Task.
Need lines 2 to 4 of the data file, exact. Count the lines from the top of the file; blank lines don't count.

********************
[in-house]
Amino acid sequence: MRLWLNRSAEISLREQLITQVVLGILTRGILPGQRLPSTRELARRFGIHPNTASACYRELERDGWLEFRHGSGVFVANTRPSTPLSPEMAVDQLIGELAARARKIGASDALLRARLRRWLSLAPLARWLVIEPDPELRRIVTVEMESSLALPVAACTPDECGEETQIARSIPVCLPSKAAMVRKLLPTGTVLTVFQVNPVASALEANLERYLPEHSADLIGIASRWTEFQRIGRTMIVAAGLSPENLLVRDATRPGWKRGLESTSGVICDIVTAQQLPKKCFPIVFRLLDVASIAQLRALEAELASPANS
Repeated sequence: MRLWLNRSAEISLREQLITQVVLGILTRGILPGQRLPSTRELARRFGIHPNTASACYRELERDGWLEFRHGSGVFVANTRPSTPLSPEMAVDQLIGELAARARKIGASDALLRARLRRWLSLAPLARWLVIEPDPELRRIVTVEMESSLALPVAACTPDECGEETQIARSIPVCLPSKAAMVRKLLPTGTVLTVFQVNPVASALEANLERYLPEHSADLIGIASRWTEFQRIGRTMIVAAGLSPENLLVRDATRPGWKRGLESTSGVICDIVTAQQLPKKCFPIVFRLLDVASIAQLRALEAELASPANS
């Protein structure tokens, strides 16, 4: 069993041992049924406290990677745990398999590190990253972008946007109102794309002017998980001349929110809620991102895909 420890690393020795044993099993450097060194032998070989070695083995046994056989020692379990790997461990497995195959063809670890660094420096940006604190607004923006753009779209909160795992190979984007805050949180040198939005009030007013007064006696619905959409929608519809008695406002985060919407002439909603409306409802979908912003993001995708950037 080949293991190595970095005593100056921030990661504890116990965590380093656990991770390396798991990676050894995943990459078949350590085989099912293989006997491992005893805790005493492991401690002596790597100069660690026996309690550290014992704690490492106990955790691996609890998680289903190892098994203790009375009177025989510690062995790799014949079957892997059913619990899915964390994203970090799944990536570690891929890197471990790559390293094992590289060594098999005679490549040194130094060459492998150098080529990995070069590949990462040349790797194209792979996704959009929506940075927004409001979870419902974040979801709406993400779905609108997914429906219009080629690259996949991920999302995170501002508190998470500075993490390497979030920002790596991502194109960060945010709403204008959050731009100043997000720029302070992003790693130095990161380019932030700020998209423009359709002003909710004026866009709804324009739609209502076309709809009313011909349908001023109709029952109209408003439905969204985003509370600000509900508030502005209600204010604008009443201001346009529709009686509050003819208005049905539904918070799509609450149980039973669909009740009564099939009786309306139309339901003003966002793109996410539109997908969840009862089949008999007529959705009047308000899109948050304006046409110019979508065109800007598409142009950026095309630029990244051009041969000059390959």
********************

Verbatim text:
Amino acid sequence: MRLWLNRSAEISLREQLITQVVLGILTRGILPGQRLPSTRELARRFGIHPNTASACYRELERDGWLEFRHGSGVFVANTRPSTPLSPEMAVDQLIGELAARARKIGASDALLRARLRRWLSLAPLARWLVIEPDPELRRIVTVEMESSLALPVAACTPDECGEETQIARSIPVCLPSKAAMVRKLLPTGTVLTVFQVNPVASALEANLERYLPEHSADLIGIASRWTEFQRIGRTMIVAAGLSPENLLVRDATRPGWKRGLESTSGVICDIVTAQQLPKKCFPIVFRLLDVASIAQLRALEAELASPANS
Repeated sequence: MRLWLNRSAEISLREQLITQVVLGILTRGILPGQRLPSTRELARRFGIHPNTASACYRELERDGWLEFRHGSGVFVANTRPSTPLSPEMAVDQLIGELAARARKIGASDALLRARLRRWLSLAPLARWLVIEPDPELRRIVTVEMESSLALPVAACTPDECGEETQIARSIPVCLPSKAAMVRKLLPTGTVLTVFQVNPVASALEANLERYLPEHSADLIGIASRWTEFQRIGRTMIVAAGLSPENLLVRDATRPGWKRGLESTSGVICDIVTAQQLPKKCFPIVFRLLDVASIAQLRALEAELASPANS
């Protein structure tokens, strides 16, 4: 069993041992049924406290990677745990398999590190990253972008946007109102794309002017998980001349929110809620991102895909 420890690393020795044993099993450097060194032998070989070695083995046994056989020692379990790997461990497995195959063809670890660094420096940006604190607004923006753009779209909160795992190979984007805050949180040198939005009030007013007064006696619905959409929608519809008695406002985060919407002439909603409306409802979908912003993001995708950037 080949293991190595970095005593100056921030990661504890116990965590380093656990991770390396798991990676050894995943990459078949350590085989099912293989006997491992005893805790005493492991401690002596790597100069660690026996309690550290014992704690490492106990955790691996609890998680289903190892098994203790009375009177025989510690062995790799014949079957892997059913619990899915964390994203970090799944990536570690891929890197471990790559390293094992590289060594098999005679490549040194130094060459492998150098080529990995070069590949990462040349790797194209792979996704959009929506940075927004409001979870419902974040979801709406993400779905609108997914429906219009080629690259996949991920999302995170501002508190998470500075993490390497979030920002790596991502194109960060945010709403204008959050731009100043997000720029302070992003790693130095990161380019932030700020998209423009359709002003909710004026866009709804324009739609209502076309709809009313011909349908001023109709029952109209408003439905969204985003509370600000509900508030502005209600204010604008009443201001346009529709009686509050003819208005049905539904918070799509609450149980039973669909009740009564099939009786309306139309339901003003966002793109996410539109997908969840009862089949008999007529959705009047308000899109948050304006046409110019979508065109800007598409142009950026095309630029990244051009041969000059390959």